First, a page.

Host – Edward HurmeThe article is behind a paywall.
Food deserts, or communities where grocery stories are few and far between, may be linked to unhealthy eating and obesity. But would supplying neighborhoods with healthy options actually stop unhealthy eating and slim down the populace? In a News Story, Science news writer Jennifer Couzin-Frankel examined the research designed to answer this question. Isabelle Boni spoke with her about projects in several major cities in the U.S.
Interviewee – Jennifer Couzin-Frankel
So this is an article that is about improving access to healthy foods among mostly underprivileged neighborhoods that currently lack that access. They may not have grocery stores that offer fresh produce or other healthy options like low-fat dairy and so on. And it’s about trying to change that, in the hopes of changing eating habits and eventually changing obesity rate.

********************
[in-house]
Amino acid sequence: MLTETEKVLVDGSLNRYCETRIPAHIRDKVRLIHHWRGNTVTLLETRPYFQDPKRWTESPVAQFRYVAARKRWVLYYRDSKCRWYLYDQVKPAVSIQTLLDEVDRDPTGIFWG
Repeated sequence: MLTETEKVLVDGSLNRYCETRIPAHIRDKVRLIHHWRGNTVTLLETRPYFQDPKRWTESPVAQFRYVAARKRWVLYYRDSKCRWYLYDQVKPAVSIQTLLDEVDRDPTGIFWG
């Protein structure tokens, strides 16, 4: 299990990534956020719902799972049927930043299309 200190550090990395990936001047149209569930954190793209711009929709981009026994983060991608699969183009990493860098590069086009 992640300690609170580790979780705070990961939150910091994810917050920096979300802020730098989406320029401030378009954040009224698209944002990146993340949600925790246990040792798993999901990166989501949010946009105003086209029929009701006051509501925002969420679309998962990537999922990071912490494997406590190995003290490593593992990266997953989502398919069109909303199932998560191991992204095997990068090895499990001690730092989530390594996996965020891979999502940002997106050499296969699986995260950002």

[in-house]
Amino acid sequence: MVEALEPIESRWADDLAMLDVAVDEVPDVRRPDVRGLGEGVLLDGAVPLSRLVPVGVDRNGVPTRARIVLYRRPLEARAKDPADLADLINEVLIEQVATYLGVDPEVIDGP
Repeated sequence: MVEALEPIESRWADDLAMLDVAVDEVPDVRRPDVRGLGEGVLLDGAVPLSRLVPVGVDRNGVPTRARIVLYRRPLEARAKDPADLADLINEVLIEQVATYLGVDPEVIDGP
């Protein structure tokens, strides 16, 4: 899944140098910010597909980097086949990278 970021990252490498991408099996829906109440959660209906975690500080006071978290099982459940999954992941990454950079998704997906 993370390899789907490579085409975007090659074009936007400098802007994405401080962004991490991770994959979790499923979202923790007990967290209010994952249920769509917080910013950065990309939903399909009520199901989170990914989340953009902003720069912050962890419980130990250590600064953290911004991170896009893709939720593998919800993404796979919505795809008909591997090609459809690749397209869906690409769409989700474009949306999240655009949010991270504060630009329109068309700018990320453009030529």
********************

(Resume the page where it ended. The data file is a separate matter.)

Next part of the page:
This is crazy. Low-fat dairy is not healthier than other foods. The high obesity rate is not caused by poor people having to drink whole milk because they have no access to low-fat milk.